Modern day Shariah Law, as applied in Shi’ite controlled Iran, seems inclined to apply lex talionis literally. For example, the BBC reported on 29 November 2008 that “a court in Iran has ruled that a man who blinded a woman with acid after she spurned his marriage proposals will also be blinded with acid. .... The punishment is legal under the Islamic Sharia principle of qias, equivalence or analogy, which allows retribution for violent crimes. The court also ordered the attacker, 27-year-old Majid Movahedi, to pay compensation to the victim. The acid attack took place in 2004. The victim, Ameneh Bahrami, went to Spain for surgery to reconstruct her face but efforts to restore her sight failed.” (From the internet: http://news.bbc.co.uk/2/hi/middle_east/7754756.stm )
Martin Luther King jr represents the Christian tradition when he writes: “Violence as a way of achieving racial justice is both impractical and immoral. It is impractical because it is a descending spiral ending in destruction for all. The old law of an eye for an eye leaves everyone blind. It is immoral because it seeks to humiliate the opponent rather than win his understanding.” (The Words of Martin Luther King Jnr, edited by Coretta Scott King, Harper Collins, 2008.)
Martin Luther King was almost certainly echoing his mentor, Mahatma Gandhi, who is supposed to have said: “An eye for an eye makes the whole world blind”.
‘You shall love your neighbor and hate your enemy’: This is an obvious reference to Leviticus 19:18. But there is no commandment in the Hebrew Scriptures to hate your enemies. It may refer to other texts outside the Hebrew Scriptures but known to Jesus’ audience. For example, Daniel Harrington writes: “In the Qumran scrolls there are directives to ‘hate all the sons of darkness’ (1QS 1:10) and ‘everlasting hatred for all the men of the Pit’ (9:21). These directives are rooted in the dualism of the Qumran community: Those who oppose the angel of Light, the children of light, and the deeds of light deserve the enmity of the community.” (Daniel J Harrington, op cit, 89.)
Go deeper! Morality cannot be limited to a set of principles and rules that are to be observed and when observed we can then claim to be “moral”. Morality is a journey into the heart of God. Jesus is “the Way” (see John 14:6). The whole message of Jesus, its invitation and challenge, comes back to one idea: Relationships! Rules and regulations, principles and ideals are useful if they support and maintain, heal and build relationships.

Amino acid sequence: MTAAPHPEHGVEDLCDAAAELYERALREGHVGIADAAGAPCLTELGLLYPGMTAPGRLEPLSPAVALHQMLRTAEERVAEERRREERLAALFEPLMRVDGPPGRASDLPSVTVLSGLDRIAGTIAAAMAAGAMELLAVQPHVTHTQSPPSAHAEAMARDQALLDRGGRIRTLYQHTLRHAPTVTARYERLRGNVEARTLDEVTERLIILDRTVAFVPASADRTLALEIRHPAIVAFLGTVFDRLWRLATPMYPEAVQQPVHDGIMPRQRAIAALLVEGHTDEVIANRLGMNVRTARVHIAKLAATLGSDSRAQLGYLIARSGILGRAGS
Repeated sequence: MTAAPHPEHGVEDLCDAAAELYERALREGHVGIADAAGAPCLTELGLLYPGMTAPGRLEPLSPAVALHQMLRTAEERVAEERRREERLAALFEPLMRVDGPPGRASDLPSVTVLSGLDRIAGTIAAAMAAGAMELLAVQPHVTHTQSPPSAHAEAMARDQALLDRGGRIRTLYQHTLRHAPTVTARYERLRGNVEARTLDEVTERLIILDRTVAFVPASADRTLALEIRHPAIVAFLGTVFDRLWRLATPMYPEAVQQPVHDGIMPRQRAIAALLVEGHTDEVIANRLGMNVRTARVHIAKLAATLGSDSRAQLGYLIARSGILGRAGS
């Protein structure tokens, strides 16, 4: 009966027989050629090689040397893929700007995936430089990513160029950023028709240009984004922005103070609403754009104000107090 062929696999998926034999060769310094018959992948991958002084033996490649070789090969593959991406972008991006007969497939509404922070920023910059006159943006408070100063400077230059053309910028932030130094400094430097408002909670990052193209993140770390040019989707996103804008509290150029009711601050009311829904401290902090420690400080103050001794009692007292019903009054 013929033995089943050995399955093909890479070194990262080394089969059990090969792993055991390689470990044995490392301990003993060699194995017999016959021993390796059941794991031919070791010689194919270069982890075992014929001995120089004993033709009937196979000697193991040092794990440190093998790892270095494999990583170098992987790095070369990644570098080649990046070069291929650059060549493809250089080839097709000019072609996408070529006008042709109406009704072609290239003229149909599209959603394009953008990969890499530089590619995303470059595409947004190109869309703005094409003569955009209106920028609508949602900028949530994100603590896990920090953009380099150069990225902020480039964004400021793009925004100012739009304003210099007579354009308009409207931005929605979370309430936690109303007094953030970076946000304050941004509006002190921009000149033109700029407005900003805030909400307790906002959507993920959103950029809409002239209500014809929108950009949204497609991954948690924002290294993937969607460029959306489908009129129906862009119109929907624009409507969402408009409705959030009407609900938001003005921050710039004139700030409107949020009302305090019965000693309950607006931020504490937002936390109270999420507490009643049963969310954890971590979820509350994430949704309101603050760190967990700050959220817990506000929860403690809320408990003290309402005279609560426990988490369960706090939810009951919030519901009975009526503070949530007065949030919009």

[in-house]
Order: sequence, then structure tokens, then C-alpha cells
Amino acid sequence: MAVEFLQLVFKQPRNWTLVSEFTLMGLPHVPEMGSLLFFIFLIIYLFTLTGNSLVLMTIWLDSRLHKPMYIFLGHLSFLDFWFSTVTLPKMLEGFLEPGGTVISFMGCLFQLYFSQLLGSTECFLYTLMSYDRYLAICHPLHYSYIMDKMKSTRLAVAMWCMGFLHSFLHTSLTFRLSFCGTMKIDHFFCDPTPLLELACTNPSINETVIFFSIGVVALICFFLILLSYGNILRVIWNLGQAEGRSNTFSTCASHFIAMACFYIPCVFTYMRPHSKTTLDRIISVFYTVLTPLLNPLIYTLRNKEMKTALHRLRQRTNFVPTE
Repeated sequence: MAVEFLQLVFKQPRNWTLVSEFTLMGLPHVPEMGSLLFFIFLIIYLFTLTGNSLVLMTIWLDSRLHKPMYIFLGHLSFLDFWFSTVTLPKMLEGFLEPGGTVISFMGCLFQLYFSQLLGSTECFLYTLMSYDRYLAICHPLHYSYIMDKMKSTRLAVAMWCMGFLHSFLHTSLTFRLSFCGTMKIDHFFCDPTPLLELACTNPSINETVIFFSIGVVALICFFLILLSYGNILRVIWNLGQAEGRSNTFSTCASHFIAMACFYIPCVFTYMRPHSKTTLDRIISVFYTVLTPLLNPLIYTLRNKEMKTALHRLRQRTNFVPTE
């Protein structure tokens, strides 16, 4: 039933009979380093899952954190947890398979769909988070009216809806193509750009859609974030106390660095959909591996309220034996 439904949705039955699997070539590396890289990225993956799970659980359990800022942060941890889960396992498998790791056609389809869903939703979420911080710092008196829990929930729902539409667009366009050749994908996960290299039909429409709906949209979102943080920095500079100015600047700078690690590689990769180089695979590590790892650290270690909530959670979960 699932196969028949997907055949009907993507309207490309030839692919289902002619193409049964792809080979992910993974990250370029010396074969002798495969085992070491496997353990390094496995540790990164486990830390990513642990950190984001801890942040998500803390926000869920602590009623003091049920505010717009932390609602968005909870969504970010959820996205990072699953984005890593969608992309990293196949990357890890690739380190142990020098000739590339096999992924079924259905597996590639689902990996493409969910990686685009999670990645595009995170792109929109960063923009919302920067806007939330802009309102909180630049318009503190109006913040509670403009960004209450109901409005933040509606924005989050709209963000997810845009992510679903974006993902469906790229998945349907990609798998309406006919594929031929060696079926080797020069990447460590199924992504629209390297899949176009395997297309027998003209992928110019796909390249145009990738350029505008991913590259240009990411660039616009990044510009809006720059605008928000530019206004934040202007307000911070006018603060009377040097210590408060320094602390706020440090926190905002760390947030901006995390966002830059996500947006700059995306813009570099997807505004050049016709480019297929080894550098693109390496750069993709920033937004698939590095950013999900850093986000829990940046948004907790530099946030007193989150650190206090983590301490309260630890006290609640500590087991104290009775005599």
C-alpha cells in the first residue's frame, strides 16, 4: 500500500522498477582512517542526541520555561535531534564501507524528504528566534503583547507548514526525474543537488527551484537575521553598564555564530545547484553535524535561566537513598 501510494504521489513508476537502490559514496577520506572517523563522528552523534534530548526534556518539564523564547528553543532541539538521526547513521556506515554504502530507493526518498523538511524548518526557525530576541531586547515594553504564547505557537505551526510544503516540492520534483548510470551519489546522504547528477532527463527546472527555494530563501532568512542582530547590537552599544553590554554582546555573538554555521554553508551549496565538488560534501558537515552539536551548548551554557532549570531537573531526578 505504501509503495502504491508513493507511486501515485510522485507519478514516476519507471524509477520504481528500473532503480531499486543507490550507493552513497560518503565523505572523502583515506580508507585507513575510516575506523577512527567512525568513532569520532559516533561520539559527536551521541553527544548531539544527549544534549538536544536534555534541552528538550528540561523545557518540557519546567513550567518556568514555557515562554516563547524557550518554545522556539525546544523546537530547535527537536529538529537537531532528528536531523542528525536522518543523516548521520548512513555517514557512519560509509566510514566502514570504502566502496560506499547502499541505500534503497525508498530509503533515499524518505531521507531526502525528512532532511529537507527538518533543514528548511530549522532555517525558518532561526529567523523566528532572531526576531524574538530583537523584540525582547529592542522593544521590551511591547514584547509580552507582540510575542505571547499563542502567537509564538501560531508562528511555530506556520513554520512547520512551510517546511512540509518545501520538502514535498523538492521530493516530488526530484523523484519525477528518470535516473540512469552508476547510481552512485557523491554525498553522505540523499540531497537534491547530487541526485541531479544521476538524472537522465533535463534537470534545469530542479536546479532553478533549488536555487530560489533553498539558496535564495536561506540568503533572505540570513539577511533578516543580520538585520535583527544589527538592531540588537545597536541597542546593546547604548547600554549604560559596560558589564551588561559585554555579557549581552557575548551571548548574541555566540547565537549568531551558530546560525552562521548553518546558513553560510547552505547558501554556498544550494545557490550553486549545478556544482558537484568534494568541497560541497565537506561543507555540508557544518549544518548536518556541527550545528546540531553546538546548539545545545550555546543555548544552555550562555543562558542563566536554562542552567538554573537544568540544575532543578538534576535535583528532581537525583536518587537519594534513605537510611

We are made in the image and likeness of the infinite and eternal Community of Love that we call God. One of the great Catholic guides of the 20th century notes: “Relationship is written into the very nature of human beings. As the Bible sees human beings, you cannot think about them, without recognizing that they are, as it were, made for relationship.” [Aelred Squire, Asking the Fathers, SPCK, 1972, 20] To be moral is to seek relationships, build relationships, work to heal broken relationships, do all we can to nurture and protect relationships and thus grow into a communion of life. This is, in practice, the life of love. This is, ultimately, what it means to be human.
“You have heard that it was said, ‘An eye for an eye and a tooth for a tooth.’ But I say to you, Do not resist the one who is evil.” Before you get tangled up in the last part of this challenging moral injunction, think carefully about the first part: “You have heard that it was said, ‘An eye for an eye and a tooth for a tooth’.” This was in fact a giant leap forward morally from the situation where revenge had no limits. But it is a way of thinking that is characterized by limiting the dangerous tendencies of human beings. Jesus is thinking in terms of liberating our best possibilities: “But I say to you, Do not resist the one who is evil. Love them instead! Be an instrument of my love which is infinite, which will overcome all evil. Let me draw you into my life, my ‘Way’ of being.”
This is re-affirmed and confirmed in the following statement: “You have heard that it was said, ‘You shall love your neighbor and hate your enemy.’ But I say to you, Love your enemies and pray for those who persecute you, so that you may be children of your Father who is in heaven.” This is not so much a command to do something as it is an invitation to be something – to “be children of your Father”. It is therefore not an appeal to willpower but an invitation to be open to grace. The love of enemies does not come as conquest for the strong but as gift for those who are available for it.
What do you think is the difference between “conquest” and “gift” here? How might this also be the difference between violence and non-violence?